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AP Bio- Energy 2: Thermoregulation
Transcript of AP Bio- Energy 2: Thermoregulation
Animals are really the only organisms who are able to regulate their temperature.
Even among animals, there is a wide diversity of abilities to regulate temperature.
Many animals are
c, which essentially makes them
(though even ectotherms can affect their termperature by changing their environment.
Endotherms & Ectotherms
Able to maintain internal temperature at a different level than ambient temperature
Birds and mammals
Internal temperature conforms to ambient temperature
All other animals.
Metabolic activity is the major source of heat production in organisms.
Endothermic organisms have a higher metabolic rate than ectothermic organisms.
Heat is exchanged between an organism and the environment in 4 major ways.
Controlling Heat Exchange
is the major mechanism of heat exchange between animals and the environment
Organisms that live in pronounced heat sink environments (like the ocean) utilize
to decrease heat loss in extremities.
Mammals utilize circulatory, integumentary (skin), and muscular processes to maintain temperature within a homeostatic range.
& constriction of skin capillaries.
& dilation of skin blood vessels.
Some examples of heat exchange strategies:
Metabolism can be measured in organisms by measuring heat exchange and metabolic indicators (respiratory rate, heart rate, etc.)
Basal Metabolic Rate
: the minimum metabolic rate of an endotherm at rest (not correlated to temperature).
Basal Metabolic Rate (
) is a function of body size, with larger organisms consuming more oxygen per hour than smaller organisms (note the logarithmic scales)....
However, when adjusted for metabolism as a function of mass, it becomes apparent that smaller animals consume exponentially more oxygen per unit of mass than larger animals...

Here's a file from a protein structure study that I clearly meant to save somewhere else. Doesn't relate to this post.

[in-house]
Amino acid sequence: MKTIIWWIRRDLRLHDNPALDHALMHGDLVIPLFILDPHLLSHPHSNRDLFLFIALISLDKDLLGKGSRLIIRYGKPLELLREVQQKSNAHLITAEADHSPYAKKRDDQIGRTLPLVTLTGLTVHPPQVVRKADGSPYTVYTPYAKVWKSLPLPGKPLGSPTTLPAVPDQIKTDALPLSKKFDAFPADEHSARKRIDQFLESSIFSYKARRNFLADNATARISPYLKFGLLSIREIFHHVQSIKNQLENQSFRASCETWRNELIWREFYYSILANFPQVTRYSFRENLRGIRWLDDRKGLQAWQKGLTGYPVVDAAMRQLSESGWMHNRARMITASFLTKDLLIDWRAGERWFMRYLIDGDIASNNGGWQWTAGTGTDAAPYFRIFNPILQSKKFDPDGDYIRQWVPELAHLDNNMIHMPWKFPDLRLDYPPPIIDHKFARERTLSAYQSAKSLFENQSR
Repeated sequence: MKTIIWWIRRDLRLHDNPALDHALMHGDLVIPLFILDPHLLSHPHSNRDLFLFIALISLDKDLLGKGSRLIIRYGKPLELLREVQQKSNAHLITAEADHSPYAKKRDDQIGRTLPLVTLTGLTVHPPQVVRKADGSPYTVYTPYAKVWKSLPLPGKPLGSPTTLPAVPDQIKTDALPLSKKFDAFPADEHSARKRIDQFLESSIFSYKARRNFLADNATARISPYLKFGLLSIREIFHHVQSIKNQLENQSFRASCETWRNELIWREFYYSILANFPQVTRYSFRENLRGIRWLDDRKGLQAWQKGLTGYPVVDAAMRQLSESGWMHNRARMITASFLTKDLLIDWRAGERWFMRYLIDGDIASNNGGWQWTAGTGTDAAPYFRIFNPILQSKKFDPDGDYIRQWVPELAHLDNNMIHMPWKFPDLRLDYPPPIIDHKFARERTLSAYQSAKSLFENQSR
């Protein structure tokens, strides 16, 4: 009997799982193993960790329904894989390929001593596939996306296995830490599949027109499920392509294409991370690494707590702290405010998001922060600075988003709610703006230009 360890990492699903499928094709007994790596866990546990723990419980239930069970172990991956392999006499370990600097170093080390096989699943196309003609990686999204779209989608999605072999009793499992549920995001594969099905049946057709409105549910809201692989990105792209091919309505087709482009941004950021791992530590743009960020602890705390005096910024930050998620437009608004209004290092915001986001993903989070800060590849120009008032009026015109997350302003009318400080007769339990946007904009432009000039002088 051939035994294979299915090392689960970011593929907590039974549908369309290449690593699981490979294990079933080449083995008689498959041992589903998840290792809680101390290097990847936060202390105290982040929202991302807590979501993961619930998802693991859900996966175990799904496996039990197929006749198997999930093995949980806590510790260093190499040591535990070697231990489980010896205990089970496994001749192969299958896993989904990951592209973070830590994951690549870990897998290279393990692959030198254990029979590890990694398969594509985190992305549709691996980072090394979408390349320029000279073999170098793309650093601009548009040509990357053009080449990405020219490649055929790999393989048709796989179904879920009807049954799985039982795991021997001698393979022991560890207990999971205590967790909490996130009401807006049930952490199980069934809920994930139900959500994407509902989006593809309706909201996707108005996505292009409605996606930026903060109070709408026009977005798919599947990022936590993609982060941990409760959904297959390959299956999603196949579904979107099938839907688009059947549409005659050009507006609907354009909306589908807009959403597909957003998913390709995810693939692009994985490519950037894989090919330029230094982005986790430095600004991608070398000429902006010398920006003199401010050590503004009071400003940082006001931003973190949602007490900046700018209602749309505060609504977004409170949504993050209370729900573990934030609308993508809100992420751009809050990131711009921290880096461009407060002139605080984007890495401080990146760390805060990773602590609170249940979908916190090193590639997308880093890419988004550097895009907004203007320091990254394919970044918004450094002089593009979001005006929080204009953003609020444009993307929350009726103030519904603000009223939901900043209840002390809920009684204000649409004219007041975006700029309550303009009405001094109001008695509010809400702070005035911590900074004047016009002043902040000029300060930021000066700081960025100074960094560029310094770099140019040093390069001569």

Metabolic rate is a function of temperature. The higher the ambient temperature, the greater an animal's metabolic rate.
Standard metabolic rate
: The metabolic rate of an ectotherm at rest at a particular temperature.
Comparison of energy requirements for three different endotherms and an ectotherm.
Notice that the ectotherm (snake) has to spend no energy on thermoregulation. Also notice that compared to the comparatively sized endotherm (penguin), the ectotherm has a greatly reduced energy requirement.
Refers to a state of decreased activity and metabolism, which enables organisms to expend less energy during times when food acquisition is unfavorable or dangerous.
Common in small endotherms (usually during
: Long-term winter torpor.
: Long-term summer torpor.
Data from an experiment monitoring RNA levels of two "clock genes" (Per2 & Bmal1) involved in regulating daily activity ("
") in active (
) and hibernating European hamsters.
Harbor Seal- Endothermic
What's the Strategy?
Make Sure You Can:
Why do organisms need to regulate their internal conditions?
How is regulation accomplished?
Explain why organisms need to regulate their temperature.
Compare the thermoregulatory strategies of ectotherms and endotherms.
Explain the advantages of ectothermy and endothermy.
Explain how metabolism is measured in ectotherms and endotherms.